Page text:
An Evolution In Right-Hand Helpers
What makes this such a consistently funny and popular series comes down to one element: an adorable, unforgettable character. Or in this case, characters, in the form of yellow, unicell figures called minions. A minion is someone who follows a single person’s orders, in this case, Gru, or Felonius Gru. In the shape of pill-wearing overalls and goggles, the mischief Minions play a role in Gru’s creative evil plans for some sort of world domination. The leading trio is Stuart, Kevin, and Bob, while a fourth, Otto, comes into play in Rise of Gru. Then, when it comes to giving the series a heart, the first installation’s plot of Gru adopting three sisters (Margo, Edith, and Agnes) puts a bow on being a family-friendly affair.
The gobblygook they speak is actually a mix of multiple languages, according to Coffin. English, Spanish, French, and Italian are blended in together. Listening to the dialogue closely, it is easy to pick out words from all these languages based on how they pronounce them, but they say them rapidly to where it’s not easily heard. To kids, they don’t care. It’s cute. Minions are living, breathing dolls who like to follow an evil leader and who, with their childlike demeanor, fit into the class of attractable figures which keep the kids coming back to them. They are virtually indestructible, as seen in Minions surviving the torture chambers. Plus, it’s not just a few of them, but dozens.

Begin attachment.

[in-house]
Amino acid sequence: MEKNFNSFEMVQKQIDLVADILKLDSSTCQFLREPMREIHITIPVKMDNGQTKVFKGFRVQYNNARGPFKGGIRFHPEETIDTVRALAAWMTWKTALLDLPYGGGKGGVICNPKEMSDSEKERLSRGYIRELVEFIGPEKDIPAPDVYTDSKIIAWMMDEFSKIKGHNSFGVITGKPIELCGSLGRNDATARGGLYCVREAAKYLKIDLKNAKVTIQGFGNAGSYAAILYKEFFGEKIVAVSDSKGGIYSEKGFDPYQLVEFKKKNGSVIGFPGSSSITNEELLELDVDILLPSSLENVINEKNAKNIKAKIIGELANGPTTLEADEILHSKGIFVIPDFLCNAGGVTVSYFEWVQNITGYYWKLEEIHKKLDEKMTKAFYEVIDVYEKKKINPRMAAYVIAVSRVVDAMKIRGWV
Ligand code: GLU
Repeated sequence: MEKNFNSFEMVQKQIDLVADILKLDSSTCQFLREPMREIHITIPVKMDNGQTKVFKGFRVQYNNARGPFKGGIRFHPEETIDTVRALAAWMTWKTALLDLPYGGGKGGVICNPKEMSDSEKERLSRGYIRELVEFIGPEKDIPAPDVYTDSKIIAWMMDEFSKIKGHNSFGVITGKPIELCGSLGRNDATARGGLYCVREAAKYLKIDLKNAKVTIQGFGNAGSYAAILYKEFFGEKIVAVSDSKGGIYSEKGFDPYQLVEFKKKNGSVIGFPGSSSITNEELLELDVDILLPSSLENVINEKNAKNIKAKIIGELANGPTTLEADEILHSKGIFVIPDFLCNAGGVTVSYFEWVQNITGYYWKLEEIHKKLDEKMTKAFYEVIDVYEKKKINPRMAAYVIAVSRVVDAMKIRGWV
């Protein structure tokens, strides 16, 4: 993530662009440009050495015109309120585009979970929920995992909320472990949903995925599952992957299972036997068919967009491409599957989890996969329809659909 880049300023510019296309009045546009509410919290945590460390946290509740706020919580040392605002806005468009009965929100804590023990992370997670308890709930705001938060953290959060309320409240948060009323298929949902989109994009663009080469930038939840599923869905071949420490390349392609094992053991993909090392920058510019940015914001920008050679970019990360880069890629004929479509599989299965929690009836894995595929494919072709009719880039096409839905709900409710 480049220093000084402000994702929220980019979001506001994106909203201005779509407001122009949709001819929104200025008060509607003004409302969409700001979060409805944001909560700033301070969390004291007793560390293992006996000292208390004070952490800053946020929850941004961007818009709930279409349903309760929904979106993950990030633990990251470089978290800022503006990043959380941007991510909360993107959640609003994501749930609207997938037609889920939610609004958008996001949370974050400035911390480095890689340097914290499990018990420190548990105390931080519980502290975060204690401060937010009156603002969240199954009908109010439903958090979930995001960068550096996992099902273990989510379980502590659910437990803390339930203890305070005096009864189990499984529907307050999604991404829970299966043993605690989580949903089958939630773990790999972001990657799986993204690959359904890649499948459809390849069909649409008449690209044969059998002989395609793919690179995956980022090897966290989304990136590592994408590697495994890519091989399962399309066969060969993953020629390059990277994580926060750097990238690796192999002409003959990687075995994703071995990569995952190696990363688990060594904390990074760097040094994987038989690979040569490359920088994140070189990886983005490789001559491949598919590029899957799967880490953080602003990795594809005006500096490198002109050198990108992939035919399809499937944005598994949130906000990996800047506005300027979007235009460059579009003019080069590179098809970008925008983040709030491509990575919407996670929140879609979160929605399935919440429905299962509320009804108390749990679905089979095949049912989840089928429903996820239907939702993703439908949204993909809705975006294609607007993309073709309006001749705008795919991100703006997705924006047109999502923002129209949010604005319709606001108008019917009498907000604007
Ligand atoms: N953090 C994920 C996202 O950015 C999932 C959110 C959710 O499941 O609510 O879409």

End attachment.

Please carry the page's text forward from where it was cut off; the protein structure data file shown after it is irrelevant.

A Dastardly Plan Of Charming Rude Humor